New Zealand Plant Protection 63 (2010): 283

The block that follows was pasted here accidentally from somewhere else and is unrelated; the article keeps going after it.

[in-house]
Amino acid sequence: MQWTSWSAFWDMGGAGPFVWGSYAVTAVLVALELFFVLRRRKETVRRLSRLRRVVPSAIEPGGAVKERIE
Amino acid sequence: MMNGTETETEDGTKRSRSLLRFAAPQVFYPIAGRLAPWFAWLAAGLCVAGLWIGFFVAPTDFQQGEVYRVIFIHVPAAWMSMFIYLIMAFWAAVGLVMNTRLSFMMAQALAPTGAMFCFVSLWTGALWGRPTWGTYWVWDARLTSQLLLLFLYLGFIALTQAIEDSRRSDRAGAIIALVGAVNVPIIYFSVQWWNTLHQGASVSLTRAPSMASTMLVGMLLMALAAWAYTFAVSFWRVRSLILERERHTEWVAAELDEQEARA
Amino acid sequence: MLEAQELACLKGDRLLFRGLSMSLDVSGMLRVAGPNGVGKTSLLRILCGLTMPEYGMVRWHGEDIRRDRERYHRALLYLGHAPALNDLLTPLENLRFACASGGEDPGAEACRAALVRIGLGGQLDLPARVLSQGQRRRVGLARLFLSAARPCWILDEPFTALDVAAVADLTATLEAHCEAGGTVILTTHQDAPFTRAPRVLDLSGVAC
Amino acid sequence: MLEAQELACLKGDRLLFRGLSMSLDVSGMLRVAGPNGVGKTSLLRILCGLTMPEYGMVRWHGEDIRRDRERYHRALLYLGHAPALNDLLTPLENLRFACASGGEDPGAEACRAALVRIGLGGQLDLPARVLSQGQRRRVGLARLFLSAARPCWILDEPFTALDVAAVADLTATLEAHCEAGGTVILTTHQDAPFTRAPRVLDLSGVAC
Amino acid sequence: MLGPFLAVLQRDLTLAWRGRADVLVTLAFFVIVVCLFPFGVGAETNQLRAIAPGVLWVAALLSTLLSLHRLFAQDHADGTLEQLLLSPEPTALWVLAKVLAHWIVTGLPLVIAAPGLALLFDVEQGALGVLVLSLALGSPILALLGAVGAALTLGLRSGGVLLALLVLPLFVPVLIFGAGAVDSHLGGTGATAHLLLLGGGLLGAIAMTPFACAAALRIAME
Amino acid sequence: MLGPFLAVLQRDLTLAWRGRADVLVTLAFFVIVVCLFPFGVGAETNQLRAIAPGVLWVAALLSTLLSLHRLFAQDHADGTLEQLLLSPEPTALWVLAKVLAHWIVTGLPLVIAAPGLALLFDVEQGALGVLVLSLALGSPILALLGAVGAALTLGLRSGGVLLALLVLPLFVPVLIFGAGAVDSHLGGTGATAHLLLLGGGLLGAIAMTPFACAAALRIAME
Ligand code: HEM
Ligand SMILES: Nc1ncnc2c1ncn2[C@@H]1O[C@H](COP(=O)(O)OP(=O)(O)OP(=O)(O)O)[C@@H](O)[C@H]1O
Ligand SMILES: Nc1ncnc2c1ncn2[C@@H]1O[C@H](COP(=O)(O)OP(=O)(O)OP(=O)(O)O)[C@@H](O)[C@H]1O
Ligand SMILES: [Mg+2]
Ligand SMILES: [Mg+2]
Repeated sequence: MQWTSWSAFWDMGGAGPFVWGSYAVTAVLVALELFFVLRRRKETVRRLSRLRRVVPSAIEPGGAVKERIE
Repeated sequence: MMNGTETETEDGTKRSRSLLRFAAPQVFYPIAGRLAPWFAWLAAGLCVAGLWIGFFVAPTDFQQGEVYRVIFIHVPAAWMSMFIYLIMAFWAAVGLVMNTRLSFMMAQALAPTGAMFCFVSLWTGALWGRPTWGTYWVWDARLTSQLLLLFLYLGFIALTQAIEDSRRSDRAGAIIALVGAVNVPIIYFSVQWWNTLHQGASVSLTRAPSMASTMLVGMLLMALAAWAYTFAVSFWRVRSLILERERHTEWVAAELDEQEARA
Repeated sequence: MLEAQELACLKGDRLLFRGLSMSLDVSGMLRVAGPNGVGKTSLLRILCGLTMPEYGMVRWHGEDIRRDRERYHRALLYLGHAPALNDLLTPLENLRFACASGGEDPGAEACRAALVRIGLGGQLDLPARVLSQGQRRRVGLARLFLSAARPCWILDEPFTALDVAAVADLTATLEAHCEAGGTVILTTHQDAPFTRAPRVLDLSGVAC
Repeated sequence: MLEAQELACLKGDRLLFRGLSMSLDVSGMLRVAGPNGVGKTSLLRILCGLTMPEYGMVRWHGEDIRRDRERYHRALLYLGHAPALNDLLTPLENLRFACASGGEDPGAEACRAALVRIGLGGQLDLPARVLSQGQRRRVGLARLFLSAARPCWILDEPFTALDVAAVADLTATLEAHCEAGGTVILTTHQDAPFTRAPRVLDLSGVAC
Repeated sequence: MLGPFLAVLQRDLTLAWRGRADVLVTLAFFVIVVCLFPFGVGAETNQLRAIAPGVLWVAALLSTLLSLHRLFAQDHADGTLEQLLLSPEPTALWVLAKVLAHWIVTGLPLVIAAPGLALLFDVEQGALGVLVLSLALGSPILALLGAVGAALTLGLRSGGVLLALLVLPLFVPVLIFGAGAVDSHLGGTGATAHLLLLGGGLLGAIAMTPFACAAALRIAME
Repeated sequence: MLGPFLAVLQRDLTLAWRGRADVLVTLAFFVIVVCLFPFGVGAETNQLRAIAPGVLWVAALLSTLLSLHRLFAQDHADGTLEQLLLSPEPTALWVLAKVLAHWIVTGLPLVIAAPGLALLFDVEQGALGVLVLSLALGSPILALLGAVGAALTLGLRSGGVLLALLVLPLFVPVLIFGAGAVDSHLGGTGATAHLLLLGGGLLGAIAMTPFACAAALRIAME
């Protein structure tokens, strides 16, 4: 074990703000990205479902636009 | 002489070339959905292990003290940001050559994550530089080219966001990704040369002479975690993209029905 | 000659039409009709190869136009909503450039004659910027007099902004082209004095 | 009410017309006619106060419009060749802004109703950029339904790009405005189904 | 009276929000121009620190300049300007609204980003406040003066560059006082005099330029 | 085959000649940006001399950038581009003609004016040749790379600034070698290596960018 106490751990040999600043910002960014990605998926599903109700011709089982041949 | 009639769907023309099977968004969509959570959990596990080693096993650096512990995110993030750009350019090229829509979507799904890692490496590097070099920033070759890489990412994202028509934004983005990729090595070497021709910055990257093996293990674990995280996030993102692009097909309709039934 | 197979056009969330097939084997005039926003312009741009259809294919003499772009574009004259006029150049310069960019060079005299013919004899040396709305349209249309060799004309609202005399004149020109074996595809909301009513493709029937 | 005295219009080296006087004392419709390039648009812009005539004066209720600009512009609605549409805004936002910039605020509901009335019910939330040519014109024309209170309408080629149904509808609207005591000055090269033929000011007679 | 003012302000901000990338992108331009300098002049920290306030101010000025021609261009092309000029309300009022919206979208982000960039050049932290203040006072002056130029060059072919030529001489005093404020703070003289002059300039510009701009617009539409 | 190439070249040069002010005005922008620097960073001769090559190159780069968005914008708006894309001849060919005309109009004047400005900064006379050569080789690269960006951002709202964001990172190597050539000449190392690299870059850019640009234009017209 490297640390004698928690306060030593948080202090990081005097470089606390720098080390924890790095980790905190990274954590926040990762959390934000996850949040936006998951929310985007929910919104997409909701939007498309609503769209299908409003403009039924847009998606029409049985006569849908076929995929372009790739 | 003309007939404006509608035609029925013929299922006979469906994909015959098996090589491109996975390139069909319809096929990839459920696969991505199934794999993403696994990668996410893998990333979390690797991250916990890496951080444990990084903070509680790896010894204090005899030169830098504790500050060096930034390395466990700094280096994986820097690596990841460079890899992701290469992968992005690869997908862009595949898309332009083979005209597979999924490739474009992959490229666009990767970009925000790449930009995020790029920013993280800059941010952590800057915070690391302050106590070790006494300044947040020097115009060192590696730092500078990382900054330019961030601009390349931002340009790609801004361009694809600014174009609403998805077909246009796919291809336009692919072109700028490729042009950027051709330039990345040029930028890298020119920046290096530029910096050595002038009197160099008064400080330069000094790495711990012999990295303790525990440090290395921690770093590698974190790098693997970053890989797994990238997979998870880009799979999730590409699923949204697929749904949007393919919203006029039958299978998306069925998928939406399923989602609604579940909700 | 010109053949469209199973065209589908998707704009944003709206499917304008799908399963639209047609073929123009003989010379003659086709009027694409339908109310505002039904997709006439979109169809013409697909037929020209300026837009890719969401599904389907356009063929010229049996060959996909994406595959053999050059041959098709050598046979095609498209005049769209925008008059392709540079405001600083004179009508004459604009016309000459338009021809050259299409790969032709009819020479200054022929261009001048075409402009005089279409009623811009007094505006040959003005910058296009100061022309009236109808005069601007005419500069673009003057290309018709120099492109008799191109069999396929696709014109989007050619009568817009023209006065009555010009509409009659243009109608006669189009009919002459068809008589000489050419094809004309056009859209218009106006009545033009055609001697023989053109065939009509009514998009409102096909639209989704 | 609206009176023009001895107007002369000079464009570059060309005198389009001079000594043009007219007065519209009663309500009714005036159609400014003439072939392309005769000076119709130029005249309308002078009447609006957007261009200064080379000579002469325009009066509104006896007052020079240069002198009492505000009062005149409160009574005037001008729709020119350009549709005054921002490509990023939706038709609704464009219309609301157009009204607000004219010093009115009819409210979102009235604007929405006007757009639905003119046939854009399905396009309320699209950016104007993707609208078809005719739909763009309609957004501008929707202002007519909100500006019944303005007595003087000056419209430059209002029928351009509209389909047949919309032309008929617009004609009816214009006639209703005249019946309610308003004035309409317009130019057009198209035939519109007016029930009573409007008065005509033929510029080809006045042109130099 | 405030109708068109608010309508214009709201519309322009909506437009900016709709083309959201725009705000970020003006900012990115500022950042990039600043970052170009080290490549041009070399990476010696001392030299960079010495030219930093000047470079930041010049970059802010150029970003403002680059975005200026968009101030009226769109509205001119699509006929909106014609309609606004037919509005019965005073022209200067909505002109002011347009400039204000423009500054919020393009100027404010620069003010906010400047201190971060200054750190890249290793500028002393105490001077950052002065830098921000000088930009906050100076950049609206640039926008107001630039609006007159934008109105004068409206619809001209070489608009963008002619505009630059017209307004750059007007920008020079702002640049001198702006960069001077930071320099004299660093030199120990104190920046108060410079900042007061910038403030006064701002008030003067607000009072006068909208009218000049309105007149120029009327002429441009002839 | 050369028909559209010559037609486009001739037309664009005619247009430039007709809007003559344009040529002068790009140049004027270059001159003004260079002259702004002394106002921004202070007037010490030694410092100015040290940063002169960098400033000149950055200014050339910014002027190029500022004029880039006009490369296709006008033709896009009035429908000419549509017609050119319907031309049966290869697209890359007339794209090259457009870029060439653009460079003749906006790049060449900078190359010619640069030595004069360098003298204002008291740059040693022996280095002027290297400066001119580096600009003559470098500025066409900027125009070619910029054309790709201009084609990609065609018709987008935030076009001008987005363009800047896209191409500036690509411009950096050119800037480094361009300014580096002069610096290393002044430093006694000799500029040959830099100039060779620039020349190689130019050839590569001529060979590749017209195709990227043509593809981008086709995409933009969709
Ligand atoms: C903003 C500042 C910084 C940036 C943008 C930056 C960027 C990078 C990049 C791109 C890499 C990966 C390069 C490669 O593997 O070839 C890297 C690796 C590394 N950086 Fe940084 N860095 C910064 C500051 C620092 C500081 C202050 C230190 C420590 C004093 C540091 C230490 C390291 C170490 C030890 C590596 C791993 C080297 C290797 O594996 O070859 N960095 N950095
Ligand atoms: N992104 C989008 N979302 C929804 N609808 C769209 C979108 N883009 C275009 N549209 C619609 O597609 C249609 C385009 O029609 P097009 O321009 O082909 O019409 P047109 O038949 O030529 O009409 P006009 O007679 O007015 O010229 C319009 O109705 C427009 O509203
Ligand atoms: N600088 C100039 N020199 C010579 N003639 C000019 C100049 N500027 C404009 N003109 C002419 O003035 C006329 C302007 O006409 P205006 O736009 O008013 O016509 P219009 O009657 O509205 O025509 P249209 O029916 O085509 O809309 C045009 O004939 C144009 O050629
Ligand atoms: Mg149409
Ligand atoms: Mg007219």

The Irish wasp Microctonus aethiopoides was released in 2006 as a biocontrol agent for the clover root weevil, Sitona lepidus, a serious pest of white clover in New Zealand. Following the successful and very rapid establishment of the Irish wasp, there was high demand by farmers for the biocontrol. Around 2000 mini-release samples were distributed directly to farmers through pastoral industry networks and field days. These consisted of ten field-collected weevils exposed to the wasp in the laboratory at parasitism rates such that over 99% of samples contained parasitoids. A random subsample of 100 recipient dairy farmers was surveyed subsequently by post with 59 responses. The mini-releases were well received, most going to farmers that had previously experienced losses due to the weevil. The mini- releases were very effective in terms of getting the biocontrol to farms with 92% of insects arriving in good condition and 96% being released on the same day. The farmers appeared receptive of the information provided with the samples, indicating the project was successful in terms of technology transfer. There was good recognition of DairyNZ, with 79% showing awareness of the organisation's funding enabling the biocontrol research.
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